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#1 Java Student  Icon User is offline

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Basic website login structure

Posted 15 September 2013 - 01:34 PM

I don't know what the best structure is in order for users to login to a website.

Currently, users go to www.somewebsite.com, arrive at my index.html, they input text on index.html and hit Login button, then taken to login.php which tries to connect to database with login info, if failed, taken back to index.html, if not failed, taken to usermenu.html.

The assignment is to create a facebook or twitter-like blog, with user accounts and posts.

I'm just looking for the best structure to do this.

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Replies To: Basic website login structure

#2 andrewsw  Icon User is online

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Re: Basic website login structure

Posted 15 September 2013 - 02:05 PM

I presume there are some other requirements to your assignment? Is PHP to be used? Can you use a Framework? etc..

There are a large selection of PHP tutorials here @DIC; click the Tutorials link at the top of the page.

This post has been edited by andrewsw: 15 September 2013 - 02:06 PM

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#3 laytonsdad  Icon User is offline

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Re: Basic website login structure

Posted 15 September 2013 - 02:22 PM

Here is the basic model http://creately.com/...2/login+process

Spoiler


There are also things like lost password and verification of email that can be added.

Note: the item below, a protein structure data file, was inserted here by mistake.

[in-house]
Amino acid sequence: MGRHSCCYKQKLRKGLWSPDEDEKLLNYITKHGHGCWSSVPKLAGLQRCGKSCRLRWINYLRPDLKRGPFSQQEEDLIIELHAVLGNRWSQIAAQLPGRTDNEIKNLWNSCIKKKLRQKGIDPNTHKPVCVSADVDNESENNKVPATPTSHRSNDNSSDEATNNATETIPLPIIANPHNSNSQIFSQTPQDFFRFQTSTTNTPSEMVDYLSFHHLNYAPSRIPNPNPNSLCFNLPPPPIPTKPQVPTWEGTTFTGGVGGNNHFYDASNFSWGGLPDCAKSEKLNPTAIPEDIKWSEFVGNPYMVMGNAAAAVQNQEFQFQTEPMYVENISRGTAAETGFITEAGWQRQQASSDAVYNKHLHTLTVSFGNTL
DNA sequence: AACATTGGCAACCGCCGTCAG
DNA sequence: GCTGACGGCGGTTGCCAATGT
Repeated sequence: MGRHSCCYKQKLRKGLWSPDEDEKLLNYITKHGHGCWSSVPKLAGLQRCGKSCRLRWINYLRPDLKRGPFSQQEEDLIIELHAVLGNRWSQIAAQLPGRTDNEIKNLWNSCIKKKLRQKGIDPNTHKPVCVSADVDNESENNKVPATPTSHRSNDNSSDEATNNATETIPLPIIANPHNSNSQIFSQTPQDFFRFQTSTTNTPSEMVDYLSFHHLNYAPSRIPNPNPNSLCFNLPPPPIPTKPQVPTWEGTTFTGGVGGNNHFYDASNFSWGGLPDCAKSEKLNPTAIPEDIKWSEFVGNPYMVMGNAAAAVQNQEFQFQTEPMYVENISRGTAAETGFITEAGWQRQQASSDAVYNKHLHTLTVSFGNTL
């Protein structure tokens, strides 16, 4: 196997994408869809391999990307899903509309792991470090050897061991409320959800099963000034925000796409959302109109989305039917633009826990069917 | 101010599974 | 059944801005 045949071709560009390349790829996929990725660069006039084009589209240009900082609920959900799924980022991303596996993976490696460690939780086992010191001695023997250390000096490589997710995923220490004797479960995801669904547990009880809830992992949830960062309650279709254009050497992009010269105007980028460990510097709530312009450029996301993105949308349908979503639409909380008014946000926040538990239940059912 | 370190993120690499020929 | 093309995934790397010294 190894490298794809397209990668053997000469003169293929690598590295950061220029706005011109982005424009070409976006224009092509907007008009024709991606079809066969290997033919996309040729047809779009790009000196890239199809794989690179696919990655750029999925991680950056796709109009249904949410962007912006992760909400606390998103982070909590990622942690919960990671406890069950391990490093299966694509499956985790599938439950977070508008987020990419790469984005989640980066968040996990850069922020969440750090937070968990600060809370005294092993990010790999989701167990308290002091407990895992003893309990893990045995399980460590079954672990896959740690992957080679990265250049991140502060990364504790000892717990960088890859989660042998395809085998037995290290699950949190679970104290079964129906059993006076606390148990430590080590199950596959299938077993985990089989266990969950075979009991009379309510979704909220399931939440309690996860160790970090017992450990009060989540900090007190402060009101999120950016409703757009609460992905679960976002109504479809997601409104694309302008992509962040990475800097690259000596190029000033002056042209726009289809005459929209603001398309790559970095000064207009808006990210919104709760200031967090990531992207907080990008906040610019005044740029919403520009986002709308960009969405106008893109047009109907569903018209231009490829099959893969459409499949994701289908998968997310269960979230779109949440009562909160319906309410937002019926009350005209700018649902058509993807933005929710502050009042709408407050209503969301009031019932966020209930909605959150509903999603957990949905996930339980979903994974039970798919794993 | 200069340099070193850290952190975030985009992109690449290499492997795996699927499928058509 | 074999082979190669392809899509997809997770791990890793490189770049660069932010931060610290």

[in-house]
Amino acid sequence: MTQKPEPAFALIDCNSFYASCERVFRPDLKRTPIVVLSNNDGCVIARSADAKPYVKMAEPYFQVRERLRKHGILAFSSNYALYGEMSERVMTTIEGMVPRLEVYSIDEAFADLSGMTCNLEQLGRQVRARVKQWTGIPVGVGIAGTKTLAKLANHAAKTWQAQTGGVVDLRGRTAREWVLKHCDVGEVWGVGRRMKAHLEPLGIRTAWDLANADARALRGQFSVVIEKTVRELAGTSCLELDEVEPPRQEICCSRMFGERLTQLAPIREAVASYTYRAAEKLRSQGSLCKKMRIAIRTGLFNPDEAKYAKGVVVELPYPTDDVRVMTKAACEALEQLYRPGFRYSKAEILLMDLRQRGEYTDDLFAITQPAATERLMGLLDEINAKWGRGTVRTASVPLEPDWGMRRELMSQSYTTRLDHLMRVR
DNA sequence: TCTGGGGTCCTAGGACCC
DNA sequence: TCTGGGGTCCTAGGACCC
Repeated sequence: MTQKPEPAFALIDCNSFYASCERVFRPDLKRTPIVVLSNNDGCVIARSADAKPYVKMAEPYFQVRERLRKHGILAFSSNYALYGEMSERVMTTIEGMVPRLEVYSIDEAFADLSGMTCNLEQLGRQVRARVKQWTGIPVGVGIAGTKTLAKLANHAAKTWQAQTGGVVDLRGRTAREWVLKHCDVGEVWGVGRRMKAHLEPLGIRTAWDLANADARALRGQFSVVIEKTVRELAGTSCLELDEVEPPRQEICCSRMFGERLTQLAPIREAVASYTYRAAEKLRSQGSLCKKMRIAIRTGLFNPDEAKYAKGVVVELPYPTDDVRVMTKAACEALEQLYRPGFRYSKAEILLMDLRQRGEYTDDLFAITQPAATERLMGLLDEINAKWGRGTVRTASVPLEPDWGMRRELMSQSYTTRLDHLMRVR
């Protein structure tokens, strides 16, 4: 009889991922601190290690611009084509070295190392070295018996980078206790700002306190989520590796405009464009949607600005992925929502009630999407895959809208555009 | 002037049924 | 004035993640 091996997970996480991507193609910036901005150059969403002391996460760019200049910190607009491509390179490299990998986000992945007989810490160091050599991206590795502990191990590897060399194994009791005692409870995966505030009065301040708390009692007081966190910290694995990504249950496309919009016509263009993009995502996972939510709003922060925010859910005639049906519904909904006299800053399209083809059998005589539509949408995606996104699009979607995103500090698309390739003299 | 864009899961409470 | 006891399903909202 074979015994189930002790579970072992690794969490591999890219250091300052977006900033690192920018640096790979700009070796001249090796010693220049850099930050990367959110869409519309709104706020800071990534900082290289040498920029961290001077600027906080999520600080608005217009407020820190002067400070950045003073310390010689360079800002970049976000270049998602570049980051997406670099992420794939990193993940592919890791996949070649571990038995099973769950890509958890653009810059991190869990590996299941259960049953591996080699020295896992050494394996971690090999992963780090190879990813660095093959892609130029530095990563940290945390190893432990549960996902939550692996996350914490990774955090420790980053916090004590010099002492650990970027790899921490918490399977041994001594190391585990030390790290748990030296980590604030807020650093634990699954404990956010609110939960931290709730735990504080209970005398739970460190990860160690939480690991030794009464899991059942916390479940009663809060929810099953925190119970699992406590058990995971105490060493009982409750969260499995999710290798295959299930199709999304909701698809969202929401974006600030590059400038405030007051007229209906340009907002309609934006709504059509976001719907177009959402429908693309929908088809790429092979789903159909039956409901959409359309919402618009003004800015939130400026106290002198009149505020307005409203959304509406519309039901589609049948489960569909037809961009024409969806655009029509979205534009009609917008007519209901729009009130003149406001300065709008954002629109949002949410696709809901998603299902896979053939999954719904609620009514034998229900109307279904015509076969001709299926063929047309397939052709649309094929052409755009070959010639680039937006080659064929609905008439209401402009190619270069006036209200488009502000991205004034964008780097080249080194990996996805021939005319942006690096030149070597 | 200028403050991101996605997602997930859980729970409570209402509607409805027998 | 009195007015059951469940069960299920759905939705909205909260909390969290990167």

Once the user is logged in they should then be sent to a user only part of the site, depending on what credentials, they will get certain abilities such as adding, editing, or removing a post.
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#4 Java Student  Icon User is offline

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Re: Basic website login structure

Posted 15 September 2013 - 02:39 PM

The only requirements are that PHP is to be used to connect to a MYSQL db. Other than that, I can use javascript ajax, html, css, php, etc...

I think I was just curious if it mattered that login information is inputted on a .html, then sent to a .php to handle db connect, then redirect back to index. Or have just one .php that has html in it to handle forms and connect to db all in one .php

I liked the login process chart as a reference, Layton.
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#5 Lemur  Icon User is offline

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Re: Basic website login structure

Posted 15 September 2013 - 02:42 PM

Realistically you're going to have to make all the pages in PHP, otherwise how can you dynamically check if someone is even logged in?
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#6 andrewsw  Icon User is online

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Re: Basic website login structure

Posted 15 September 2013 - 02:57 PM

laytonsdad said:

Once the user is logged in they should then be sent to a user only part of the site

I just wanted to comment on the implication of this, as this approach can lead to a lot of extra work. That is, essentially running two versions of the site in parallel. Most substantial (with user-registration) sites don't do this (unless I'm mistaken?). A templating (block/includes) approach is taken. That is, when a page is visited, it is determined whether the user is logged-in, in which case additional features/functionality are added to (included with) the page. But, yes, redirects are also used to provide, effectively, two versions of a page, and some pages will only be accessible to logged-in users.

Someone with more experience might explain this better, but the essential point I'm trying to convey is that it is a lot of extra work to build, and maintain, two (or more) versions of a site.

This post has been edited by andrewsw: 15 September 2013 - 03:08 PM

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#7 laytonsdad  Icon User is offline

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Re: Basic website login structure

Posted 16 September 2013 - 08:29 AM

@andrewsw
I did not mean that the site should have two seperate pages for logged in and guest users simply added functionality for those logged in. :whistling:
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